Antonopoulos has set up interclub matches for both men and women against some of the most prestigious clubs both in the United States and abroad, and he also organizes annual pilgrimages to Great Britain and Ireland.

While members take golf seriously, they are just as passionate about Mayacama’s other raison d’être: wine. The club boasts 31 of the area’s renowned winemakers as Vintner Members, including Harlan Estate, Helen Turley, Kistler and Hundred Acre, and each contributes 25 cases of wine to the club every year.

The club’s 600 wine lockers—there are 240 golf lockers—in the large wine grotto under the 40,000-square-foot clubhouse illustrate the emphasis on wine. In addition to preferred access to (and large discounts on) some of the country’s most sought-after wines, members enjoy private-barrel tastings, vintner-hosted dinners and the annual Vintners’ Pour.

As with the golf, the best part of Mayacama’s wine program is the interaction it fosters. The stakes for golf matches often involve bottles of wine instead of cash, and members find that the sting of losing a nassau three ways is soothed when the victor shares a glass of his winnings, all the while sitting by the patio’s fire pit, which provides views of the surrounding Mayacama Mountains.

In addition to a very small number of traditional homes and homesites that are available for members to purchase, Mayacama offers a convenient, affordable Residence Club program. There are 31 casitas and villas for lodging members, who are entitled to 35 nights a year. Singles or couples can choose a casita, which range in size up to 840 square feet, while larger groups will find comfort in a villa, which measures 2,700 square feet, with three bedrooms.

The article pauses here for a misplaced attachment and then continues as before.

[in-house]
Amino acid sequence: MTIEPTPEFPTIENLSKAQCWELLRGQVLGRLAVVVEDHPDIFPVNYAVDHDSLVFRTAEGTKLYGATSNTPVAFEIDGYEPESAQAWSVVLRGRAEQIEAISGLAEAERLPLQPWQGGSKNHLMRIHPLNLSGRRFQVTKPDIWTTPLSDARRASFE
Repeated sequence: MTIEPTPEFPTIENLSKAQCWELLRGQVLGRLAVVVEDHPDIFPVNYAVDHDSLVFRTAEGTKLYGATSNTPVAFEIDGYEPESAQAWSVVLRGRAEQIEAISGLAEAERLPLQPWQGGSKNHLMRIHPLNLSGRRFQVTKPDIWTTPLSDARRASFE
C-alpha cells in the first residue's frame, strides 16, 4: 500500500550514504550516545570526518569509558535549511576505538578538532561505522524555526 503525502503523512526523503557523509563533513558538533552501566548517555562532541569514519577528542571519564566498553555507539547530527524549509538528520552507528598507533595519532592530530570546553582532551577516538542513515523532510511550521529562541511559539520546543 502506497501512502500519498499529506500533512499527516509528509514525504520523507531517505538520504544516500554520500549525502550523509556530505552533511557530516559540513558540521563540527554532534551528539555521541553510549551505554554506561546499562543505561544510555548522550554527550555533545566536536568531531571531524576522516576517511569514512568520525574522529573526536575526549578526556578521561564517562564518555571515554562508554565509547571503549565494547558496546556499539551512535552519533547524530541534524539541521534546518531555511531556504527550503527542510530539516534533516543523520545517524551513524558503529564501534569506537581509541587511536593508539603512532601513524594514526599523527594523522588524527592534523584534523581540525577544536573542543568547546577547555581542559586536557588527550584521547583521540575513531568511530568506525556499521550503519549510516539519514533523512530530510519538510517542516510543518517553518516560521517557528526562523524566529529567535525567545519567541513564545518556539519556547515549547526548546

The luxurious casitas and villas are built into the hillsides in tiers, giving the look and feel of a small Tuscan village. The accommodations are within walking distance of the clubhouse, which shares the Mediterranean-style architecture.

Once at the club’s hub, members can enjoy amenities like the spa, fitness center, swimming pool, tennis courts and a two-mile hiking trail, on which sightings of deer and wild turkeys are common. A camp program provides year-round activities for kids of all ages.

While many of Napa and Sonoma’s legendary restaurants are within a short drive, there is no need to leave the club for a delightful meal. Executive Chef Scott Pikey describes his cooking style as American, rooted in the traditions of France, Italy and Spain, using classic cooking techniques. His menu features wine-country fare made from the best locally grown seasonal produce, artisanal cheeses, organic meats and sustainably harvested fish.

But not all the meals at Mayacama are formal affairs. The membership gathers regularly for “crab feeds” and other festive repasts, served family style. Friends and families join together over great food and great wine.

These convivial events and activities reflect the spirit of Mayacama. There’s no pretension here, just friendly, welcoming people enjoying the very best that the twin lifestyles of golf and wine have to offer. And the only way to learn about it is to experience it for yourself.